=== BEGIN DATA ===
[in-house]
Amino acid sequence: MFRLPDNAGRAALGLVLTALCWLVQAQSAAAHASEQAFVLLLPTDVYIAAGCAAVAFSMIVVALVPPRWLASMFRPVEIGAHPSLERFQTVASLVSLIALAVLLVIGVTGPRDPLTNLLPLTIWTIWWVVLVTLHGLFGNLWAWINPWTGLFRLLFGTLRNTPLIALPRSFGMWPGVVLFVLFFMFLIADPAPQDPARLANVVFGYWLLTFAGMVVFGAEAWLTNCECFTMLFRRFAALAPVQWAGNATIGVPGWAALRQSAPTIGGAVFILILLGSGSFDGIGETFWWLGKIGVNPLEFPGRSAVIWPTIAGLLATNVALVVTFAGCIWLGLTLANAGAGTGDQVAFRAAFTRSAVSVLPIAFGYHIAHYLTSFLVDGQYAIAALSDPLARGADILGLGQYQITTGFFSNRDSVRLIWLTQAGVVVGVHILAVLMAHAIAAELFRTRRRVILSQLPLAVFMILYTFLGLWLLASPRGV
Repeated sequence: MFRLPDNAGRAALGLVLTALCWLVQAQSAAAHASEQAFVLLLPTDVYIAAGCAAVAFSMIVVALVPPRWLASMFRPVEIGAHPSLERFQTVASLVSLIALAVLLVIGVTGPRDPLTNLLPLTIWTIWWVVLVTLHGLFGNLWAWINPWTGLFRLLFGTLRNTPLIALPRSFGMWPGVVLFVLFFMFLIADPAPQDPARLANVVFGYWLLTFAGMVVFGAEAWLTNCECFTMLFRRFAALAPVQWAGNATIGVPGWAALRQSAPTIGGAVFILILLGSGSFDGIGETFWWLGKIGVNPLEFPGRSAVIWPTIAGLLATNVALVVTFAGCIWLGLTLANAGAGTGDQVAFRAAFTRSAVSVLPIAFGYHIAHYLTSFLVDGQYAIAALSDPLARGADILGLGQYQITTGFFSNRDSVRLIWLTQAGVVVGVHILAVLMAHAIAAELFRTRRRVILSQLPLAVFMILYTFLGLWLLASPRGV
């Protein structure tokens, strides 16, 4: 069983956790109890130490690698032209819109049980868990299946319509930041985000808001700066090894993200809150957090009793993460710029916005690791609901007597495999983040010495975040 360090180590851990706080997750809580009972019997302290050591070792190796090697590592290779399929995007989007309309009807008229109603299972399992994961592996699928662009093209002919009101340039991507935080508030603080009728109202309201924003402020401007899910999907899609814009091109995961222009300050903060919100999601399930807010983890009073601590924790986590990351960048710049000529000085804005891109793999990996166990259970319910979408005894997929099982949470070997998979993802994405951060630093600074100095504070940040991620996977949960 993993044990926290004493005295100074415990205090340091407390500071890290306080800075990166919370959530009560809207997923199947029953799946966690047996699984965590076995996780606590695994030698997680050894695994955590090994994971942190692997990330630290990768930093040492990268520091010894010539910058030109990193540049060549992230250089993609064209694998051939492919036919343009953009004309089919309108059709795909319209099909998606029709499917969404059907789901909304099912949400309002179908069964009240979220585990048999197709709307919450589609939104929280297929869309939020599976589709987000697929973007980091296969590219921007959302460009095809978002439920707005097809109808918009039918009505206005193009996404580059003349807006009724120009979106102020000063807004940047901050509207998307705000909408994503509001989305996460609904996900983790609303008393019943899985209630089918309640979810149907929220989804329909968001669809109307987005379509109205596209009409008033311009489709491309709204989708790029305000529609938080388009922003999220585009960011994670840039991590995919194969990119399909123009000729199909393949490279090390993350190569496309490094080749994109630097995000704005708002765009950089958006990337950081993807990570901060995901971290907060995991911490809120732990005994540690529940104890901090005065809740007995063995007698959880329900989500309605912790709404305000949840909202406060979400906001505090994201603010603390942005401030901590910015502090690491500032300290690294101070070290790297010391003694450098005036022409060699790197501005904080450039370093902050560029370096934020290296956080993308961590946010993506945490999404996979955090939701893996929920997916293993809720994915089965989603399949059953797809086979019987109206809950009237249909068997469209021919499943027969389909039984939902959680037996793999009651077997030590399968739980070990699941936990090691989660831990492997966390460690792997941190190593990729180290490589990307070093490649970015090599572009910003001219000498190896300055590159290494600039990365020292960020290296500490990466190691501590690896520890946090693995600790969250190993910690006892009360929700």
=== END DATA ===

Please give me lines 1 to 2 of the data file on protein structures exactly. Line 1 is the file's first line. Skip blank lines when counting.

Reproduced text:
[in-house]
Amino acid sequence: MFRLPDNAGRAALGLVLTALCWLVQAQSAAAHASEQAFVLLLPTDVYIAAGCAAVAFSMIVVALVPPRWLASMFRPVEIGAHPSLERFQTVASLVSLIALAVLLVIGVTGPRDPLTNLLPLTIWTIWWVVLVTLHGLFGNLWAWINPWTGLFRLLFGTLRNTPLIALPRSFGMWPGVVLFVLFFMFLIADPAPQDPARLANVVFGYWLLTFAGMVVFGAEAWLTNCECFTMLFRRFAALAPVQWAGNATIGVPGWAALRQSAPTIGGAVFILILLGSGSFDGIGETFWWLGKIGVNPLEFPGRSAVIWPTIAGLLATNVALVVTFAGCIWLGLTLANAGAGTGDQVAFRAAFTRSAVSVLPIAFGYHIAHYLTSFLVDGQYAIAALSDPLARGADILGLGQYQITTGFFSNRDSVRLIWLTQAGVVVGVHILAVLMAHAIAAELFRTRRRVILSQLPLAVFMILYTFLGLWLLASPRGV